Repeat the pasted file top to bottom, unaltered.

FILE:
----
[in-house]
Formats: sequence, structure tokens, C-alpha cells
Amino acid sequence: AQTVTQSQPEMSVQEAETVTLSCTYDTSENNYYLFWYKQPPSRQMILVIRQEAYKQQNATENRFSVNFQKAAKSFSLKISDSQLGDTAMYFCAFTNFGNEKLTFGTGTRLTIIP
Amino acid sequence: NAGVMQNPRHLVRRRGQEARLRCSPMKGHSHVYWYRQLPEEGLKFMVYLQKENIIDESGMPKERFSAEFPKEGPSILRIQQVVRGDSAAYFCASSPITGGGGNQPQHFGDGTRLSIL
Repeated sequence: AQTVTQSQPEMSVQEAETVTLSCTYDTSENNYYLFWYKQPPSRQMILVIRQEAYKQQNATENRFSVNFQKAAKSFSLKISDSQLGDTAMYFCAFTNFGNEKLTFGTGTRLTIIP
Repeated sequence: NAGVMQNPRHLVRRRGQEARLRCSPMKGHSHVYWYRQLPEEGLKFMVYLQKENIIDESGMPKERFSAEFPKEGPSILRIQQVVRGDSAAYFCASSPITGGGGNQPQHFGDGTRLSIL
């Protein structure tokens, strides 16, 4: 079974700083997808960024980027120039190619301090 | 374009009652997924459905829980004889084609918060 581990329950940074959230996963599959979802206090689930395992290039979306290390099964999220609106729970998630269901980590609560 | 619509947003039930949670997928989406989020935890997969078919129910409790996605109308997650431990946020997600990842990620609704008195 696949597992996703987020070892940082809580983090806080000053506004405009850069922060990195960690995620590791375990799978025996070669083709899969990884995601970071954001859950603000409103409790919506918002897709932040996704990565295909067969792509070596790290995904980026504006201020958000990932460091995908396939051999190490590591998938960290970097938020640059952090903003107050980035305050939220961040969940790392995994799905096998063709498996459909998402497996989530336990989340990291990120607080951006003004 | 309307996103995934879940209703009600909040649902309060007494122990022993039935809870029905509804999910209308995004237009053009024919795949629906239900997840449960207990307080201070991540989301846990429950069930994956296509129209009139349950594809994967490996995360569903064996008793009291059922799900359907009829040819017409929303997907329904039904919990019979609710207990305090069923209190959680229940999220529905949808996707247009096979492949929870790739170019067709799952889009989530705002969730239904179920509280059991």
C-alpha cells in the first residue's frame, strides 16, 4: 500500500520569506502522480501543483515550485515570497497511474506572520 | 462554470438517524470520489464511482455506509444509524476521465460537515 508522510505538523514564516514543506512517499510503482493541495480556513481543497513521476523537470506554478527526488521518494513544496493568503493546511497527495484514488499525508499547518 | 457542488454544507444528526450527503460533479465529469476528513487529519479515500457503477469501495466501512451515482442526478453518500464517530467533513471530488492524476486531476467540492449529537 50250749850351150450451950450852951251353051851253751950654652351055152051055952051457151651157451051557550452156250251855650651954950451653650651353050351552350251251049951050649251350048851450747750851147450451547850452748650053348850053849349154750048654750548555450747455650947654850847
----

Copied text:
[in-house]
Formats: sequence, structure tokens, C-alpha cells
Amino acid sequence: AQTVTQSQPEMSVQEAETVTLSCTYDTSENNYYLFWYKQPPSRQMILVIRQEAYKQQNATENRFSVNFQKAAKSFSLKISDSQLGDTAMYFCAFTNFGNEKLTFGTGTRLTIIP
Amino acid sequence: NAGVMQNPRHLVRRRGQEARLRCSPMKGHSHVYWYRQLPEEGLKFMVYLQKENIIDESGMPKERFSAEFPKEGPSILRIQQVVRGDSAAYFCASSPITGGGGNQPQHFGDGTRLSIL
Repeated sequence: AQTVTQSQPEMSVQEAETVTLSCTYDTSENNYYLFWYKQPPSRQMILVIRQEAYKQQNATENRFSVNFQKAAKSFSLKISDSQLGDTAMYFCAFTNFGNEKLTFGTGTRLTIIP
Repeated sequence: NAGVMQNPRHLVRRRGQEARLRCSPMKGHSHVYWYRQLPEEGLKFMVYLQKENIIDESGMPKERFSAEFPKEGPSILRIQQVVRGDSAAYFCASSPITGGGGNQPQHFGDGTRLSIL
């Protein structure tokens, strides 16, 4: 079974700083997808960024980027120039190619301090 | 374009009652997924459905829980004889084609918060 581990329950940074959230996963599959979802206090689930395992290039979306290390099964999220609106729970998630269901980590609560 | 619509947003039930949670997928989406989020935890997969078919129910409790996605109308997650431990946020997600990842990620609704008195 696949597992996703987020070892940082809580983090806080000053506004405009850069922060990195960690995620590791375990799978025996070669083709899969990884995601970071954001859950603000409103409790919506918002897709932040996704990565295909067969792509070596790290995904980026504006201020958000990932460091995908396939051999190490590591998938960290970097938020640059952090903003107050980035305050939220961040969940790392995994799905096998063709498996459909998402497996989530336990989340990291990120607080951006003004 | 309307996103995934879940209703009600909040649902309060007494122990022993039935809870029905509804999910209308995004237009053009024919795949629906239900997840449960207990307080201070991540989301846990429950069930994956296509129209009139349950594809994967490996995360569903064996008793009291059922799900359907009829040819017409929303997907329904039904919990019979609710207990305090069923209190959680229940999220529905949808996707247009096979492949929870790739170019067709799952889009989530705002969730239904179920509280059991």
C-alpha cells in the first residue's frame, strides 16, 4: 500500500520569506502522480501543483515550485515570497497511474506572520 | 462554470438517524470520489464511482455506509444509524476521465460537515 508522510505538523514564516514543506512517499510503482493541495480556513481543497513521476523537470506554478527526488521518494513544496493568503493546511497527495484514488499525508499547518 | 457542488454544507444528526450527503460533479465529469476528513487529519479515500457503477469501495466501512451515482442526478453518500464517530467533513471530488492524476486531476467540492449529537 50250749850351150450451950450852951251353051851253751950654652351055152051055952051457151651157451051557550452156250251855650651954950451653650651353050351552350251251049951050649251350048851450747750851147450451547850452748650053348850053849349154750048654750548555450747455650947654850847